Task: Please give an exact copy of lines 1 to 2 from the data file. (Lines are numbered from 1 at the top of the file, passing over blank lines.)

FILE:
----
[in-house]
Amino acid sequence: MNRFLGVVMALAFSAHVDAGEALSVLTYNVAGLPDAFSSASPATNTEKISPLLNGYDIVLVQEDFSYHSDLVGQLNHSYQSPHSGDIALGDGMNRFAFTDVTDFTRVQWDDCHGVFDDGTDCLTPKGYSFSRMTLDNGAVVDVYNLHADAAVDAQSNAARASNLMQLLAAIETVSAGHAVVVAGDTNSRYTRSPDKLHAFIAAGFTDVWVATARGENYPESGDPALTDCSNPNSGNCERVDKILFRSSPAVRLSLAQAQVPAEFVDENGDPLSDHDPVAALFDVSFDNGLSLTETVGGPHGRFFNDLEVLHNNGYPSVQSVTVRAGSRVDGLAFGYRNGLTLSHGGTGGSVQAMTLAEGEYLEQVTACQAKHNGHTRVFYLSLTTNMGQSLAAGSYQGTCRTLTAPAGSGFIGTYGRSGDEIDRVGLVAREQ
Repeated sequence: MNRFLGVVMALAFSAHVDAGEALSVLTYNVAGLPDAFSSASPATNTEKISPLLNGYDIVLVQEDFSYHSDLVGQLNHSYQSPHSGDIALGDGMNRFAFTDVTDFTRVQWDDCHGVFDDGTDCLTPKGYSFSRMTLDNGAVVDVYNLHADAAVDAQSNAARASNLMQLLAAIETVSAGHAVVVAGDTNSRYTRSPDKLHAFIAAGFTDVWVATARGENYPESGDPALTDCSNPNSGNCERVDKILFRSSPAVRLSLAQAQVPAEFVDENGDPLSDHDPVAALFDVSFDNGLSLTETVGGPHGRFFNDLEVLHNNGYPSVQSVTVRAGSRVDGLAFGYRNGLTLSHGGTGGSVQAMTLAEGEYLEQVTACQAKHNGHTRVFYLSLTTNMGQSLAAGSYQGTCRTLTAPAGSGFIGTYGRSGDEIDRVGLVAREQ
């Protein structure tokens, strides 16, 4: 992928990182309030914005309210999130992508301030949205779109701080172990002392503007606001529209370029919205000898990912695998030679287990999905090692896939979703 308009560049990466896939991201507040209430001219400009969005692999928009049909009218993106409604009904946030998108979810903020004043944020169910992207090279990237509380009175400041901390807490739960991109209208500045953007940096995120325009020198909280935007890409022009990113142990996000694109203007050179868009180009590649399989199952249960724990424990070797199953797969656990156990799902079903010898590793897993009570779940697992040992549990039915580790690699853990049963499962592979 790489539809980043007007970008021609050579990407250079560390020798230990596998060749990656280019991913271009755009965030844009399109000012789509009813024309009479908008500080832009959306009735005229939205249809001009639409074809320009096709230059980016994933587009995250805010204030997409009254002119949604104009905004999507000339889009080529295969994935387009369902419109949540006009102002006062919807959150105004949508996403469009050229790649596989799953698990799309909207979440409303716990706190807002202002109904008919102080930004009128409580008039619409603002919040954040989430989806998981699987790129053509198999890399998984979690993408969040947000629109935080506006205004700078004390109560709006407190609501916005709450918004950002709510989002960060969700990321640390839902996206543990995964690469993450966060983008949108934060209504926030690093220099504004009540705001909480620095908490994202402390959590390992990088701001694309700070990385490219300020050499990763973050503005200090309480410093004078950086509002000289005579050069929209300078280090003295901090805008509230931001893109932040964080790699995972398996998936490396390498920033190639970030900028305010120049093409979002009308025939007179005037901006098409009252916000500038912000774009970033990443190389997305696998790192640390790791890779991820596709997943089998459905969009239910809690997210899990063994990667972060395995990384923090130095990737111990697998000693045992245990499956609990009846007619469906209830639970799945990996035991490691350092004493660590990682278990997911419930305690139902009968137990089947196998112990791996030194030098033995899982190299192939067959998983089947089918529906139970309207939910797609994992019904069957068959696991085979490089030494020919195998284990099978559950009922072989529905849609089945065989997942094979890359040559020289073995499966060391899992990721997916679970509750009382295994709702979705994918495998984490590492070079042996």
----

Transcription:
[in-house]
Amino acid sequence: MNRFLGVVMALAFSAHVDAGEALSVLTYNVAGLPDAFSSASPATNTEKISPLLNGYDIVLVQEDFSYHSDLVGQLNHSYQSPHSGDIALGDGMNRFAFTDVTDFTRVQWDDCHGVFDDGTDCLTPKGYSFSRMTLDNGAVVDVYNLHADAAVDAQSNAARASNLMQLLAAIETVSAGHAVVVAGDTNSRYTRSPDKLHAFIAAGFTDVWVATARGENYPESGDPALTDCSNPNSGNCERVDKILFRSSPAVRLSLAQAQVPAEFVDENGDPLSDHDPVAALFDVSFDNGLSLTETVGGPHGRFFNDLEVLHNNGYPSVQSVTVRAGSRVDGLAFGYRNGLTLSHGGTGGSVQAMTLAEGEYLEQVTACQAKHNGHTRVFYLSLTTNMGQSLAAGSYQGTCRTLTAPAGSGFIGTYGRSGDEIDRVGLVAREQ